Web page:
Transitional Recovery & Culture (TRAC) Project

 

Facing Addiction announced on March 29th, 2017 that Billings, MT has been selected as one of 15 communities to participate in the organization’s pilot community project. The project, first announced by Facing Addiction (www.FacingAddiction.org) in October 2015, will work to reform the public response to the addiction crisis in Billings, MT via a grassroots-driven campaign strategy. Specifically, Facing Addiction will work with Billings, MT and 14 other communities to:

  • Secure increases in localized funding to adequately address the crisis
  • Train advocates on proper organizational and advocacy techniques to reform their community’s response
  • Invest time and resources in communication opportunities with elected officials and other policy makers
  • Provide media guidance to garner press coverage to further highlight the solutions to  the problem
  • Develop political strategies and aid community stakeholders in the development of an overarching “campaign strategy”

“As addiction to alcohol and other drugs now impacts 1 in 3 households in America, we must urgently work to turn the tide on this health crisis. We received over 50 applications from communities across the country for this program,” said Greg Williams, Facing Addiction’s Co-Founder and Executive Vice President. “We are excited about the prospect of working to train, organize and mobilize citizens in Billings, MT to ensure a shift toward a public, health-centered response to those impacted by addiction.”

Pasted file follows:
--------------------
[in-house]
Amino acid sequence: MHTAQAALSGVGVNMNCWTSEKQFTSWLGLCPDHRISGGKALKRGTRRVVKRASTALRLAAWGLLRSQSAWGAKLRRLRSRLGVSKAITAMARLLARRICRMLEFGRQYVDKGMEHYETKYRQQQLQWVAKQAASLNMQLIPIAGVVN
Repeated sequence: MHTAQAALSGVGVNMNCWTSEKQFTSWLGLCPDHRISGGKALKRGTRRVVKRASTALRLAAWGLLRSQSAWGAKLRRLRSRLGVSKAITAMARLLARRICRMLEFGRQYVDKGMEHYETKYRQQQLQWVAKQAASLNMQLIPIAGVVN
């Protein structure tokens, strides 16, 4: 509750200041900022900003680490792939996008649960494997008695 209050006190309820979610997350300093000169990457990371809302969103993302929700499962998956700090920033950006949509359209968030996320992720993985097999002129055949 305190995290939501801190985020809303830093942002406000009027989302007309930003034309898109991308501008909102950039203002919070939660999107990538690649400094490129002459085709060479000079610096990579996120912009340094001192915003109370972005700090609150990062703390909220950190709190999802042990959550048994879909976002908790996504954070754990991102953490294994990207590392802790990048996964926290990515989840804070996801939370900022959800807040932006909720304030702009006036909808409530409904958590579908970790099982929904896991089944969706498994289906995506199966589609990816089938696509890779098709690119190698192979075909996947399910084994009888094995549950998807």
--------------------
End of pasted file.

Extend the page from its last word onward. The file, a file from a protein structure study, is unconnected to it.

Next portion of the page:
The Transitional Recovery & Culture Project (TRAC), a project of the Rocky Mountain Tribal Leaders Council, in collaboration with Community Innovations and other community partners, submitted an application for Billings, MT. “We have been coming together as a community over the past few years to identify solutions to help those dealing with substance use disorders, homelessness, and behavioral health issues. We believe healing is possible through prevention, treatment and recovery support.”, says Dyani Bingham, Project Director of the TRAC program, which works on building capacity in the realm of peer to peer recovery support for Native Americans.Facing Addiction is a national non-profit organization dedicated to unifying the voices of

Facing Addiction is a national non-profit organization dedicated to unifying the voices of the more than 45 million Americans and their families directly impacted by addiction. Facing Addiction is bringing together the best resources in the field in order to reduce the human and social costs of addiction, every year, until this public health crisis is eliminated. The organization was launched in historic fashion on October 4th, 2015, in front of tens of thousands on the National Mall at the UNITE to Face Addiction rally and concert, and recently was co-sponsor of the launch of the U.S. Surgeon General’s seminal report on the addiction crisis in America, in Los Angeles on November 17, 2016.